I’ve been trying, for the last week, to write the liner notes for Red Heart the Ticker’s new record. I want to say something succinct and not-too-sentimental about my grandmother and her music making and this place and why I’ve chosen to make a record of my own from the songs she collected. But the trouble is this: I keep wanting to expand each sentence beyond the appropriate confines of record liner notes. I want to write about how my grandmother came to this part of Southern Vermont at twenty, the mother of a two-year-old with another on the way (my dad), and lived, for a year, in a sugar house in the woods below her in-laws’ house before finding a place of their own. And how that place they did find—what is now a beautifully restored 1803 farmhouse on a hill with a view with running water and a furnace and dishwasher and light switches et al—at that point was a shell of a house: white paint chipping, broken windows and doors, floors eaten by porcupines, without insulation, or electricity, or running water, or telephone lines, or neighbors. Of how, too broke to hire anyone else to work on the house, my grandfather worked two jobs (teaching science at the newborn Marlboro College and, on weekends, working at the Estey Organ factory in Brattleboro), cut fifteen chords of wood each summer, and fixed the house, inch by inch, nail by nail, in his “free time.” And my grandmother? A mother of two, with yet another on the way, planted an enormous vegetable garden and started baking mountains of whole-wheat bread.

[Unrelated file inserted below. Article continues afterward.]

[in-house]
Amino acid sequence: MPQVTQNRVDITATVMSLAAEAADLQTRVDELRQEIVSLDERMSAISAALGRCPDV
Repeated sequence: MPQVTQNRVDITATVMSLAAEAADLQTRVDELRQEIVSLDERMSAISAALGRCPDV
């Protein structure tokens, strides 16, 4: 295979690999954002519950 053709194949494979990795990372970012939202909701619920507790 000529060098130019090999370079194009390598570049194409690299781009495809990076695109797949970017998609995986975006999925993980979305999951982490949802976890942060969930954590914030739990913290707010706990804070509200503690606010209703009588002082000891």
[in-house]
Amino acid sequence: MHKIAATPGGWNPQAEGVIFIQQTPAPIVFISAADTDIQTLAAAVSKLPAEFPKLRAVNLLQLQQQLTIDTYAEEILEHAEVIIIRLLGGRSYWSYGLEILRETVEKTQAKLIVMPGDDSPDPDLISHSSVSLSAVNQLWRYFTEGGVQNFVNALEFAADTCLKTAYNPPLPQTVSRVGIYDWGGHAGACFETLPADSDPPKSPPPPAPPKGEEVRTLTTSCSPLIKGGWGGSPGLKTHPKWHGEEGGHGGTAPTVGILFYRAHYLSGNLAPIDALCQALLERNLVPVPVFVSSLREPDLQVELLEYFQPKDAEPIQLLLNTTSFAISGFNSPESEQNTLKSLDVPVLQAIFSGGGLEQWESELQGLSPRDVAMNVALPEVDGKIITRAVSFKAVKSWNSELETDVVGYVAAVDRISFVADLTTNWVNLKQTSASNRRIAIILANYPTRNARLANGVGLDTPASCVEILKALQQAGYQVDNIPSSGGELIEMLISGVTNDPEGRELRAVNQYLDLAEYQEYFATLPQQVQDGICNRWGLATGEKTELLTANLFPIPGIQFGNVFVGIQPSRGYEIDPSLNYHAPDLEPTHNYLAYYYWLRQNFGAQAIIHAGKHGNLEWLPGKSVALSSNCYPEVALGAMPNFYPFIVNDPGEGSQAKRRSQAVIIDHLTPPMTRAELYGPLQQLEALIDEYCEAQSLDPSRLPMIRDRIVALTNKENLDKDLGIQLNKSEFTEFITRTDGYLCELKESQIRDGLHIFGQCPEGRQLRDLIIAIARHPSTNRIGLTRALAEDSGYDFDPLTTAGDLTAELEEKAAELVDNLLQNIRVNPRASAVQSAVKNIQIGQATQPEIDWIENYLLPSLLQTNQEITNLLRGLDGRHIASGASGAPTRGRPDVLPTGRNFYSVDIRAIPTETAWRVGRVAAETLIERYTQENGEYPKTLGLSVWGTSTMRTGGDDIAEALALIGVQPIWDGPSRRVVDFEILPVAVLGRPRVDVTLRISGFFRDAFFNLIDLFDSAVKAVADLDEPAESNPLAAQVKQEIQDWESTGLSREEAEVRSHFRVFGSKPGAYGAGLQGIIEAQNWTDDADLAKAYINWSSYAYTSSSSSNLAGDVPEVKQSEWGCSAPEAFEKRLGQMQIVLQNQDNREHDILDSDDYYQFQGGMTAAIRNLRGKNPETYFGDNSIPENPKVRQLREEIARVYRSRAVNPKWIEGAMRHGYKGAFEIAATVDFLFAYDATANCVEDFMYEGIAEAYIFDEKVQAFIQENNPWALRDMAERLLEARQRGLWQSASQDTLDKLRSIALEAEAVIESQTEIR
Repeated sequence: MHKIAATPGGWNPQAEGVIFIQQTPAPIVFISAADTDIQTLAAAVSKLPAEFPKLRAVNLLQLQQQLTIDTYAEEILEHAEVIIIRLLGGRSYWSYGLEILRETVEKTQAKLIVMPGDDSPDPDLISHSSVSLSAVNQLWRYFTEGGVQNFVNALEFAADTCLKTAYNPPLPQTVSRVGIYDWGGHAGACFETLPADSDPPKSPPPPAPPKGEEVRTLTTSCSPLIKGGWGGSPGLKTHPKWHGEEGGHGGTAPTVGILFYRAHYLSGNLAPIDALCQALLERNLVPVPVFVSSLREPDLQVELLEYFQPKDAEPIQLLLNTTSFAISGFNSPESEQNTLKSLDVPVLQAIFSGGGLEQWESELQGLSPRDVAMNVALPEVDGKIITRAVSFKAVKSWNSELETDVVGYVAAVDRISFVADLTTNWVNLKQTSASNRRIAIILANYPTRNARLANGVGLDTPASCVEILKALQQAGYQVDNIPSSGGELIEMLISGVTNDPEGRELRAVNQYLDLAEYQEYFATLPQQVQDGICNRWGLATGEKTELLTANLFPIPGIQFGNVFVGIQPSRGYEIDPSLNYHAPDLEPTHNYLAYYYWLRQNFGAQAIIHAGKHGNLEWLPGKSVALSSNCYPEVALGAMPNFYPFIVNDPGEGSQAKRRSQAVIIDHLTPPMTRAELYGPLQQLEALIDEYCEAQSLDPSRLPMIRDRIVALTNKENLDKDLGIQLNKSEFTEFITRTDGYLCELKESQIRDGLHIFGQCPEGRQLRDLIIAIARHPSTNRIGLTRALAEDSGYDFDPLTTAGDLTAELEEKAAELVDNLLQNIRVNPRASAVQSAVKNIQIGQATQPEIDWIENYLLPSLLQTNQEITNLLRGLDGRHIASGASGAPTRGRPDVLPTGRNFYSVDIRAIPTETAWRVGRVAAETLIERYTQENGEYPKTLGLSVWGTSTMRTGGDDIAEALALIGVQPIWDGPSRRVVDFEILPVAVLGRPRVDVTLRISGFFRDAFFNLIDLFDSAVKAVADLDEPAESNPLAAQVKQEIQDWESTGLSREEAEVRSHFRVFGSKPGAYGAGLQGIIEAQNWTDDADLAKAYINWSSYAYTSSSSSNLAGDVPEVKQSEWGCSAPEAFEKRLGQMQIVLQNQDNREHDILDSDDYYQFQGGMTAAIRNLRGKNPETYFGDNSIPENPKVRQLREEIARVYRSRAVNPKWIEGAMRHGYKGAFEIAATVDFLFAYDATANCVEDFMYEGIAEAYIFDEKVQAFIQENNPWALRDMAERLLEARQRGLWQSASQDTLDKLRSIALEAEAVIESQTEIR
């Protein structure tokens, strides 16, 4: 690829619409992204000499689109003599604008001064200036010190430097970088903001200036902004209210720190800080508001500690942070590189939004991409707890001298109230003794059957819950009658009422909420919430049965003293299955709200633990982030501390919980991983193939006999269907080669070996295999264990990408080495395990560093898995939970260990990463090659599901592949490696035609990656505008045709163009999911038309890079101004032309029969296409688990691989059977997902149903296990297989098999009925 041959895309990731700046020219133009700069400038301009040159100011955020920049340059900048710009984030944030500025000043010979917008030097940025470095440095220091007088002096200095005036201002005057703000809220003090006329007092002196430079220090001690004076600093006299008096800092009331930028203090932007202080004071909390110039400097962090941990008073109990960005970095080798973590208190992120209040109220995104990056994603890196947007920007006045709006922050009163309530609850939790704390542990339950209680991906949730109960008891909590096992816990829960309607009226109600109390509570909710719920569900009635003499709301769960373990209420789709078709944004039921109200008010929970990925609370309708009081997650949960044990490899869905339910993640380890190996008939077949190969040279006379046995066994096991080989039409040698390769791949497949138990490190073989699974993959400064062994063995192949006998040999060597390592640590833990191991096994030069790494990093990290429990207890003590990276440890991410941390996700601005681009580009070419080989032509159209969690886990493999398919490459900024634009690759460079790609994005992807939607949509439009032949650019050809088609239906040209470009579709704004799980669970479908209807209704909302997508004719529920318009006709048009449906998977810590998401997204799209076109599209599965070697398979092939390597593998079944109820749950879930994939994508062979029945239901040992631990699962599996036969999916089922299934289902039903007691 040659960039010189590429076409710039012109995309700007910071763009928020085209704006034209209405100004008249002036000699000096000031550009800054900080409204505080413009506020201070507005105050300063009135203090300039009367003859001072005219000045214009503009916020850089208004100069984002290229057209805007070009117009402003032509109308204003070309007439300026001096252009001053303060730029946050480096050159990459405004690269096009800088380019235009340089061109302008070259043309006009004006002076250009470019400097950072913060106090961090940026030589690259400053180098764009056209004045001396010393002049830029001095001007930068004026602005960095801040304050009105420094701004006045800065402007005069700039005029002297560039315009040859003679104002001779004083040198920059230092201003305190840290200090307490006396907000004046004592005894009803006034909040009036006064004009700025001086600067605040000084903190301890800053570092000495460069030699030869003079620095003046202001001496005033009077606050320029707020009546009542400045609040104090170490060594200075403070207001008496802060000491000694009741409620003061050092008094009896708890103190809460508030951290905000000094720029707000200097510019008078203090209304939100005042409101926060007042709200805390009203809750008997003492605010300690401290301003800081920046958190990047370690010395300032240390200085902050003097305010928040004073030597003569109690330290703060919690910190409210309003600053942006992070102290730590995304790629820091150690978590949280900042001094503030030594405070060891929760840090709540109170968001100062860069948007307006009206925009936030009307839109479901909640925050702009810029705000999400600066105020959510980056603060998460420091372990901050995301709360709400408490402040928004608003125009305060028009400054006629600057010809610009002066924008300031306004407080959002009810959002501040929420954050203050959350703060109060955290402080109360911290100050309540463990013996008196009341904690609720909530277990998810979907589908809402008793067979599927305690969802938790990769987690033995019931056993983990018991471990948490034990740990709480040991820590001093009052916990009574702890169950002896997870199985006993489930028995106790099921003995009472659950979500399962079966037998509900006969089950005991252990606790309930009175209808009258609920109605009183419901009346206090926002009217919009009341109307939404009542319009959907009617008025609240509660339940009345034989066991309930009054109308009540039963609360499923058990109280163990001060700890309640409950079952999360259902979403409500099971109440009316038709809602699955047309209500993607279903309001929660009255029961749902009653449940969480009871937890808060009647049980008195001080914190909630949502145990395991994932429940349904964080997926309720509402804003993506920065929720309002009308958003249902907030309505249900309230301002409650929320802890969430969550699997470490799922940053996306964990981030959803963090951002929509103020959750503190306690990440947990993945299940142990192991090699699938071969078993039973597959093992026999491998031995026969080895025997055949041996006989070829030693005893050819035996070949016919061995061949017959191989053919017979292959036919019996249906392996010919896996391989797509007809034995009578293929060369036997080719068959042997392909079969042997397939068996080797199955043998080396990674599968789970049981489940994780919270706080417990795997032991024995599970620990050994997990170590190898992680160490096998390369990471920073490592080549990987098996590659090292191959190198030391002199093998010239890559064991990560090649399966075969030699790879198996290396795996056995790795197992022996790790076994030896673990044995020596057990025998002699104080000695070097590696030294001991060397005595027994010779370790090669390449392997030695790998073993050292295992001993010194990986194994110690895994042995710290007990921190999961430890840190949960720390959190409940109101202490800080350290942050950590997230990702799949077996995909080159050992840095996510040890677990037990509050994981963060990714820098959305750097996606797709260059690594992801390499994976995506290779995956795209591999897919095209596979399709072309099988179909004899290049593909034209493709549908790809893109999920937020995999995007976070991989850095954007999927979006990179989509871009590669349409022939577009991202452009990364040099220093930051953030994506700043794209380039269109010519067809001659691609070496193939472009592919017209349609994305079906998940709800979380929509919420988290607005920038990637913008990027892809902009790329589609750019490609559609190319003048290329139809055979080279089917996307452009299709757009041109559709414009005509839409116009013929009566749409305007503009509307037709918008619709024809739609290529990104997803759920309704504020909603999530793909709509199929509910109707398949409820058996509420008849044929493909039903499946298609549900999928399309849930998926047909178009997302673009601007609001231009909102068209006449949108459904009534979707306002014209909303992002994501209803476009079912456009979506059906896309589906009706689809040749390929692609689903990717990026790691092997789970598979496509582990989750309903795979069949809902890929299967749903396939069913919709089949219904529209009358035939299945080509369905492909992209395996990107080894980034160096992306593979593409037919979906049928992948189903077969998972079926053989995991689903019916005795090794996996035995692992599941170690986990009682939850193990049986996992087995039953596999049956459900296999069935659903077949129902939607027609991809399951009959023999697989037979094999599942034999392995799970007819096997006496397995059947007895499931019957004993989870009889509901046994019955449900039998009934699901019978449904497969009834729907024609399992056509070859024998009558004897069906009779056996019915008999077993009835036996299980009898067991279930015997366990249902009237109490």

What I want to write about is how my grandmother’s relationship with these old songs I am singing is so different than my own; how she learned them and sang them as a way to fend off the deep loneliness that found her. She bore five children before the house got electricity, or telephone poles. My grandfather’s brother was doing research in Panama and my grandfather would join him there, for stretches of the winter, to help count birds and bugs and identify plant leaves, leaving my grandmother, with three, four, five babies to tend to, in a house on a nearly impassable road, without neighbors, without lights, for weeks at a time. What did she do? She sang these songs. To her children. Around the fire. They were wild children; still are. But they sat still for old ballads about murders and drownings and lost loves and Robin Hood’s merciless protection of the poor. It makes my singing seem so blithe.
But see? Here I am, meandering, taking excursions, telling too much of this human story, when all I really need to say is the name of my grandmother, and the name of the songs.
And I would want to say, too, how my grandmother used to work as an artist in the schools in Tucson, Arizona, and found that the only way to get the kids on the wrong side of the tracks to be quiet was to sing the murder ballads—the real dark and bloody ones—and how that has always seemed to me an amazing cross-cultural phenomenon.
Or of how, when my grandmother was a girl, she lived in a National Forest near Bakersfield, California and rode thirty minutes on the mail truck through the lettuce fields with a kid named Fernando to get to school, singing songs in Spanish the entire way.
See? Too much!
Too much for liner notes, too little for a book. And there’s another problem, too: I can’t help but make it sentimental. See how it leaks out, a tender juice, between the lines? I am reading Wells Tower now, a funny writer, a smart writer, a loquacious writer, who does not defer to these sentimental pinings. He writes with wit and irony and a perceptive eye, not drooping, as I do, can’t help but do, towards the purple heart.
But oh well. Tender-juiced I am. And these liner notes? What will they be? And more importantly, what will become of all that gets discarded?